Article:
Scattering of a beam of electromagnetic or acoustic RADIATION, or particles, at small angles by particles or cavities whose dimensions are many times as large as the wavelength of the radiation or the de Broglie wavelength of the scattered particles. Also know as low angle scattering. (McGraw-Hill Dictionary of Scientific and Technical Terms, 6th ed) Small angle scattering (SAS) techniques, small angle neutron (SANS), X-ray (SAXS), and light (SALS, or just LS) scattering, are used to characterize objects on a nanoscale.
The diversion of RADIATION (thermal, electromagnetic, or nuclear) from its original path as a result of interactions or collisions with atoms, molecules, or larger particles in the atmosphere or other media. (McGraw-Hill Dictionary of Scientific and Technical Terms, 6th ed)
Electrically neutral elementary particles found in all atomic nuclei except light hydrogen; the mass is equal to that of the proton and electron combined and they are unstable when isolated from the nucleus, undergoing beta decay. Slow, thermal, epithermal, and fast neutrons refer to the energy levels with which the neutrons are ejected from heavier nuclei during their decay.
Penetrating electromagnetic radiation emitted when the inner orbital electrons of an atom are excited and release radiant energy. X-ray wavelengths range from 1 pm to 10 nm. Hard X-rays are the higher energy, shorter wavelength X-rays. Soft x-rays or Grenz rays are less energetic and longer in wavelength. The short wavelength end of the X-ray spectrum overlaps the GAMMA RAYS wavelength range. The distinction between gamma rays and X-rays is based on their radiation source.
The scattering of x-rays by matter, especially crystals, with accompanying variation in intensity due to interference effects. Analysis of the crystal structure of materials is performed by passing x-rays through them and registering the diffraction image of the rays (CRYSTALLOGRAPHY, X-RAY). (From McGraw-Hill Dictionary of Scientific and Technical Terms, 4th ed)
The scattering of NEUTRONS by matter, especially crystals, with accompanying variation in intensity due to interference effects. It is useful in CRYSTALLOGRAPHY and POWDER DIFFRACTION.
The homogeneous mixtures formed by the mixing of a solid, liquid, or gaseous substance (solute) with a liquid (the solvent), from which the dissolved substances can be recovered by physical processes. (From Grant & Hackh's Chemical Dictionary, 5th ed)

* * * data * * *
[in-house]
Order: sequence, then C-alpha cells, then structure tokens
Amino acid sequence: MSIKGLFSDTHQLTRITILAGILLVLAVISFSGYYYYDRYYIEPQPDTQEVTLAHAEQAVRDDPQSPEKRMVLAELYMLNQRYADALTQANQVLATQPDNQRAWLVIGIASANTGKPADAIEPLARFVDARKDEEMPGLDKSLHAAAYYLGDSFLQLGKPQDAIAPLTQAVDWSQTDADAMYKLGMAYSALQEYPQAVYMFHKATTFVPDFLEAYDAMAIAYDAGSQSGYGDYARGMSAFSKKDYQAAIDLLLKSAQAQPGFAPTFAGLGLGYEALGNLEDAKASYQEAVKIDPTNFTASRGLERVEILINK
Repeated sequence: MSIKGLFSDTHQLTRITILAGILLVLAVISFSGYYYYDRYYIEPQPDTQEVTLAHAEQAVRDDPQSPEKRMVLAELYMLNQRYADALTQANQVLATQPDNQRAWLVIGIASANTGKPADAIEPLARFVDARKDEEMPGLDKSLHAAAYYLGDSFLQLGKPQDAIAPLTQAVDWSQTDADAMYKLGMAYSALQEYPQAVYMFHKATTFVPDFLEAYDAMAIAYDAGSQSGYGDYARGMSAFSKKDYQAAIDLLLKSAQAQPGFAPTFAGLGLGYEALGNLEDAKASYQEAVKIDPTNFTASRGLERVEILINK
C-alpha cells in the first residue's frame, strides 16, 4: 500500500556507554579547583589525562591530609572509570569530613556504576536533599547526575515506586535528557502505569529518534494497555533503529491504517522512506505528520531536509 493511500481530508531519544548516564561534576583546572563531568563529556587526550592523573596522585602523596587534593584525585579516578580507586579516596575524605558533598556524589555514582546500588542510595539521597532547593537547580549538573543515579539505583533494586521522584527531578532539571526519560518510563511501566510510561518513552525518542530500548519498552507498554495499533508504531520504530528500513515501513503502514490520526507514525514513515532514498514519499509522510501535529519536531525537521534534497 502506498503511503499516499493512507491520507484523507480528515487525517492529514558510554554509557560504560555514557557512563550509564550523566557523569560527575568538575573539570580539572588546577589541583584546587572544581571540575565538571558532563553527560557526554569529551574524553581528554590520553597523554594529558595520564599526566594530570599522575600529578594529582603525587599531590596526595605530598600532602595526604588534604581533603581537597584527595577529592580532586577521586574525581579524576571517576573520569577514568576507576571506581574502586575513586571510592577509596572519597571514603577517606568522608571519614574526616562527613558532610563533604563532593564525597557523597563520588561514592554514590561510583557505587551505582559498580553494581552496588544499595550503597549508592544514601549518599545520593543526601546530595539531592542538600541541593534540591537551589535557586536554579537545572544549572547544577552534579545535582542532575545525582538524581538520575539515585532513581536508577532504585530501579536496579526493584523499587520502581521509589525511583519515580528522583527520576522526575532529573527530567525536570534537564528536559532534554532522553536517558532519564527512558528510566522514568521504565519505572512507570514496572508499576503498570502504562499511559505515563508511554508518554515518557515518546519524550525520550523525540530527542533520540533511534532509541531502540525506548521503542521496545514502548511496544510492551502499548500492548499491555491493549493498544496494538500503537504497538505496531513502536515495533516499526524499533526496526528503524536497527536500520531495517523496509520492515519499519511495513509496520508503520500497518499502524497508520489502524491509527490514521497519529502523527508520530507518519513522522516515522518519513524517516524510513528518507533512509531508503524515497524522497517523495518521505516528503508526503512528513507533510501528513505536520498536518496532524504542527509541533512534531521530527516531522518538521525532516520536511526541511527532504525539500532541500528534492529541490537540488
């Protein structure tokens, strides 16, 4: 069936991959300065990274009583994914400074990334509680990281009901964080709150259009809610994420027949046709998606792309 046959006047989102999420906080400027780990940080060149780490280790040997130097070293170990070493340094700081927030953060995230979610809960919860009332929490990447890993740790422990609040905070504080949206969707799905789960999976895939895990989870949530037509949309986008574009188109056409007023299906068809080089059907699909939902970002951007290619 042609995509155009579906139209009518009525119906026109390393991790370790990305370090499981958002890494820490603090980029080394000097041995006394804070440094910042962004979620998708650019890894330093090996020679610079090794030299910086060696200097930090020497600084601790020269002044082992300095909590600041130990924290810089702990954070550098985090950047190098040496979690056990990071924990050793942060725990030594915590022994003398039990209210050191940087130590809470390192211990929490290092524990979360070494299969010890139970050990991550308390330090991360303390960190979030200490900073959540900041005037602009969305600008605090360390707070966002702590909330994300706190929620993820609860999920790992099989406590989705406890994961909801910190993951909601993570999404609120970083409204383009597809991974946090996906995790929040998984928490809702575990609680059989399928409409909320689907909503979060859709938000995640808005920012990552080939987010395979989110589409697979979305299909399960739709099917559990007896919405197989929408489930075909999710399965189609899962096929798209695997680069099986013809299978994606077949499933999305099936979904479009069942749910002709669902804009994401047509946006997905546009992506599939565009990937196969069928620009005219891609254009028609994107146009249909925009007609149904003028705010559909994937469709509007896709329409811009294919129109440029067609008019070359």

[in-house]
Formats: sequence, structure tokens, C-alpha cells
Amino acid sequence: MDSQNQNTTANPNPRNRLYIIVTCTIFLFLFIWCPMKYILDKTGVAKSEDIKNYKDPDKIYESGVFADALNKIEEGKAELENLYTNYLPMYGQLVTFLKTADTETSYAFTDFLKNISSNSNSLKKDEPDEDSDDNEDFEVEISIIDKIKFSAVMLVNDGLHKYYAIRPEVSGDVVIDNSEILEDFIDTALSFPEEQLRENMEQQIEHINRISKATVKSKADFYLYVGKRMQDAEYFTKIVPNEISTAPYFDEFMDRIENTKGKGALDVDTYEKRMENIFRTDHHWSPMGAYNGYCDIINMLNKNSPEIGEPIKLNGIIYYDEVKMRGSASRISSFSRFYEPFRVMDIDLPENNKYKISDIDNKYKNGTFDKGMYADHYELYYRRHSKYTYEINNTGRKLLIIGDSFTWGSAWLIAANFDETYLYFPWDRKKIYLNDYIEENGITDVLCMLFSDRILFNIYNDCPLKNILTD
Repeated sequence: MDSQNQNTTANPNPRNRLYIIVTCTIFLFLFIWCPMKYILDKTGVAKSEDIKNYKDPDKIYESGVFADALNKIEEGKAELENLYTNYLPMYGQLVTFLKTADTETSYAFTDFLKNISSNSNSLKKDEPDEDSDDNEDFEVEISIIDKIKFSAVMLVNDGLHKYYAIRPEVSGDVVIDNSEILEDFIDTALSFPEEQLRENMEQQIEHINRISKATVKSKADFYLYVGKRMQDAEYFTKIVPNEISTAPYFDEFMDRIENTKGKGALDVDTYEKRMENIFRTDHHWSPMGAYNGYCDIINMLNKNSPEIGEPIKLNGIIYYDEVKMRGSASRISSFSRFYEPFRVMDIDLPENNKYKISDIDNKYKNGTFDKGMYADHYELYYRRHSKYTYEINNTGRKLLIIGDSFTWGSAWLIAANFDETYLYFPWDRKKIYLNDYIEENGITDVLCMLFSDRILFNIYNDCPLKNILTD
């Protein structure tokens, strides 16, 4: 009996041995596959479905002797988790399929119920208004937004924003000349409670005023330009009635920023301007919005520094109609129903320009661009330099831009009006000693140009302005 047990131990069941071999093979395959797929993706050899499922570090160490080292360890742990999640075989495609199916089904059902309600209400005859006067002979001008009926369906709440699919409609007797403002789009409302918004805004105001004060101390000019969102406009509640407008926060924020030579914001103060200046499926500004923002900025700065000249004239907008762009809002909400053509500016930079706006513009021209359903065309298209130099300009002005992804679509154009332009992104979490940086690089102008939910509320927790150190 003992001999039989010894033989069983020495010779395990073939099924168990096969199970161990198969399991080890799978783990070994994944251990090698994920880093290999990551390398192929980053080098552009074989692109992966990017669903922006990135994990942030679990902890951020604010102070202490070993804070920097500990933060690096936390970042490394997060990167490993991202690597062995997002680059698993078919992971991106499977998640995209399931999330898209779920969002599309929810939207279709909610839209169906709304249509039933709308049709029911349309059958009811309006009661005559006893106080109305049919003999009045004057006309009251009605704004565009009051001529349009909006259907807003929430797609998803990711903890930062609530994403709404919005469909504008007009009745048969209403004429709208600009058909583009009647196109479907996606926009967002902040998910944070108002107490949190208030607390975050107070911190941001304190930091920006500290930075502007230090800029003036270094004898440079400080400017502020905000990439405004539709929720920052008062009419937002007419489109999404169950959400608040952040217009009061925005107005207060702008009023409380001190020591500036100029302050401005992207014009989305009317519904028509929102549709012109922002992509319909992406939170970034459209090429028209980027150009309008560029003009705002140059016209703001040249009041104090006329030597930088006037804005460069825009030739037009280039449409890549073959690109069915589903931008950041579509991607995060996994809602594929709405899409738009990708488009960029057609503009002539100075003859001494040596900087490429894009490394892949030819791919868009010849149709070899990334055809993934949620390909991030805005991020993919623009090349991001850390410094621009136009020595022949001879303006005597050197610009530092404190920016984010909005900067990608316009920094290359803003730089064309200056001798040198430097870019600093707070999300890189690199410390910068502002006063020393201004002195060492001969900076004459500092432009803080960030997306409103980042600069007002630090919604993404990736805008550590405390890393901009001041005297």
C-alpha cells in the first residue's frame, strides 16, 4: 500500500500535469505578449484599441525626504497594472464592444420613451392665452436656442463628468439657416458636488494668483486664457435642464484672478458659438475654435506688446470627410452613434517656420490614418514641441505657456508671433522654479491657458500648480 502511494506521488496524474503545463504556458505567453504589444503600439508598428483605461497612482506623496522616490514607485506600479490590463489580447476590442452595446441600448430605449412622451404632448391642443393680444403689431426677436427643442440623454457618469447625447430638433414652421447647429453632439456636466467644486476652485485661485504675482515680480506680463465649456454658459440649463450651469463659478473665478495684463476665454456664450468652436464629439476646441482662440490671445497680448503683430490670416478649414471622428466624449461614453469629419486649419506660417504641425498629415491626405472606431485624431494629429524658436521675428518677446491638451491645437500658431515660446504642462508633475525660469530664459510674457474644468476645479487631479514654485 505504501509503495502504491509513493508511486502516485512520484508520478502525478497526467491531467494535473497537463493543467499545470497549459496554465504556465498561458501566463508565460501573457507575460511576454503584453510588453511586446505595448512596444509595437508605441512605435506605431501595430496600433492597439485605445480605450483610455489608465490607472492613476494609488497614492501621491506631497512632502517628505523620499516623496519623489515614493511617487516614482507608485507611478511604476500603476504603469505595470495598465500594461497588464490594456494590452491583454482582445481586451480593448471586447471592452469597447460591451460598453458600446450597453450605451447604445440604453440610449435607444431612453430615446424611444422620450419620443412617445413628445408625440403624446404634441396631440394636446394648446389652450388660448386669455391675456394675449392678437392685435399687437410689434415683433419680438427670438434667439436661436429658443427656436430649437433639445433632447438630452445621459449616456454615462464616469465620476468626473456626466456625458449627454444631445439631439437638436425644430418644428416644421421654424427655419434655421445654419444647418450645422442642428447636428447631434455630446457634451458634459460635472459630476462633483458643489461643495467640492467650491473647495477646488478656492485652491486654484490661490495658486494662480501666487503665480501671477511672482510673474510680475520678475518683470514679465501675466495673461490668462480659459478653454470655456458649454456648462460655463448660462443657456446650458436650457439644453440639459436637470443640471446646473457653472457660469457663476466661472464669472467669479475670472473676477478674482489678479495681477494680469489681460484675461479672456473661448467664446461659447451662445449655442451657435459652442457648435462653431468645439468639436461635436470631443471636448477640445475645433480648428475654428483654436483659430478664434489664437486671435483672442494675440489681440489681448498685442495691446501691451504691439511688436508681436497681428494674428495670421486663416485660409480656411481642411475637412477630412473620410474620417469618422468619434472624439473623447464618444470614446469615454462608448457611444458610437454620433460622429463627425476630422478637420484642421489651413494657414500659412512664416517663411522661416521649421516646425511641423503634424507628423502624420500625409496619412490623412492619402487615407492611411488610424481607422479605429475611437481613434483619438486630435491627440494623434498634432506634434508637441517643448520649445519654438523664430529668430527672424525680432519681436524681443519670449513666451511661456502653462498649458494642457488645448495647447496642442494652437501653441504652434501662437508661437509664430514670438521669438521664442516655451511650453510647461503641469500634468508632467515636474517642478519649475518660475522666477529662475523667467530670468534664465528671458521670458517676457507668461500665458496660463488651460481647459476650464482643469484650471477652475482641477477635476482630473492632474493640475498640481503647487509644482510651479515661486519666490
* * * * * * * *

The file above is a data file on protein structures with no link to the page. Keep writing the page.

Models used experimentally or theoretically to study molecular shape, electronic properties, or interactions; includes analogous molecules, computer-generated graphics, and mechanical structures.
Devices for accelerating protons or electrons in closed orbits where the accelerating voltage and magnetic field strength varies (the accelerating voltage is held constant for electrons) in order to keep the orbit radius constant.
The characteristic 3-dimensional shape of a protein, including the secondary, supersecondary (motifs), tertiary (domains) and quaternary structure of the peptide chain. PROTEIN STRUCTURE, QUATERNARY describes the conformation assumed by multimeric proteins (aggregates of more than one polypeptide chain).
A species of gram-positive bacteria in the family Clostridiaceae. It is a cellulolytic, mesophilic species isolated from decayed GRASS.
That portion of the electromagnetic spectrum in the visible, ultraviolet, and infrared range.
The characteristic 3-dimensional shape and arrangement of multimeric proteins (aggregates of more than one polypeptide chain).
The level of protein structure in which combinations of secondary protein structures (alpha helices, beta sheets, loop regions, and motifs) pack together to form folded shapes called domains. Disulfide bridges between cysteines in two different parts of the polypeptide chain along with other interactions between the chains play a role in the formation and stabilization of tertiary structure. Small proteins usually consist of only one domain but larger proteins may contain a number of domains connected by segments of polypeptide chain which lack regular secondary structure.
The study of crystal structure using X-RAY DIFFRACTION techniques. (McGraw-Hill Dictionary of Scientific and Technical Terms, 4th ed)
The study of PHYSICAL PHENOMENA and PHYSICAL PROCESSES as applied to living things.
Keratins that form into a beta-pleated sheet structure. They are principle constituents of the corneous material of the carapace and plastron of turtles, the epidermis of snakes and the feathers of birds.
The level of protein structure in which regular hydrogen-bond interactions within contiguous stretches of polypeptide chain give rise to alpha helices, beta strands (which align to form beta sheets) or other types of coils. This is the first folding level of protein conformation.
Analysis of the intensity of Raman scattering of monochromatic light as a function of frequency of the scattered light.